That thing that keeps one thing right after another from being everything all at once. (Paraphrased from Hyrum Smith of the former Franklin Institute. No endorsement expressed or implied.)
Relativity (in very simple shorthand) tells us that the faster we go, the slower time goes. The corollary to that would be that the slower one goes, the faster time goes. I guess that explains why as a child time seems to drag on and as we age time seems to accelerate with each passing second. I look back on things that feel like they happened yesterday and they in fact occurred years ago.
I wonder how, or even IF, animals sense time. That then leads me to wonder if possibly the story in Genesis about the fall of man and the knowledge of good and evil also involves man becoming aware of this passage of events we call time. What would life be like if we didn’t have to worry about managing this thing which we really and truly don’t understand?
I have a mantra that I repeat quite often. Let’s call it “Clint’s theory of Everything Human” and can be stated thus: if you want to understand something in the human world, follow the money.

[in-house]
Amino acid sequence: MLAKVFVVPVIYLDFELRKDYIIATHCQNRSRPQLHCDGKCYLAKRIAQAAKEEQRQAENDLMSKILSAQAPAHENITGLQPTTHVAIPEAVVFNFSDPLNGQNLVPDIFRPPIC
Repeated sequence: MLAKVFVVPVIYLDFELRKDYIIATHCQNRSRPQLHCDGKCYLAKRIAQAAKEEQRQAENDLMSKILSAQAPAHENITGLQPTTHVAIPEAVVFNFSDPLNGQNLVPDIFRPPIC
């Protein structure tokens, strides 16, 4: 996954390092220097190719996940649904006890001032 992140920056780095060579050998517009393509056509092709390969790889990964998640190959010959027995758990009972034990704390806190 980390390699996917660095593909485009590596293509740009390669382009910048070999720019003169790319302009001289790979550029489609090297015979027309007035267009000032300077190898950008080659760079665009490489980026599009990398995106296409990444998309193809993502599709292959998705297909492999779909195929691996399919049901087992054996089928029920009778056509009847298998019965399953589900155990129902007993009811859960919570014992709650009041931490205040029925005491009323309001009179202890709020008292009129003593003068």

With that postulate, we can then begin to understand the current human definition of time. Time is money. And once something, anything, is commodified, despite what the capitalists and market makers will have you believe, it loses all its REAL value. It is now worth only what someone is willing to pay for it. It can be argued that by definition that is exactly what value is. But, value is also what is important. And when money is what is important, the true worth of something tends to get lost in the negotiation.
To illustrate this, let’s look at a person’s life. It is often stated that a life is priceless. However, once life is commodified it then has a price: namely one’s hourly rate. The amount of money your life is worth distilled into one hour increments.
According to that, I’m not worth all that much. And this then brings us to how people value themselves and depression and sense of self worth and numerous other things all tied to . . . drum roll please . . . money.
And we are back to the definition of time. Time is money.
I heard in a prayer yesterday someone say, “God, please make us more effective managers of time.” I wonder what that means? If time is money, then they were asking God to make them more effective managers of money. If time is simply a series of events, then they were asking God to make them better managers of those things that are happening.
In the end, regardless of what time actually is or is not, we have created a way to measure it in units called seconds. The clock ticks them off continuously. We are bound by this thing called time and it rules our daily lives when conjoined to this other thing called money.
Until such a time when we are not.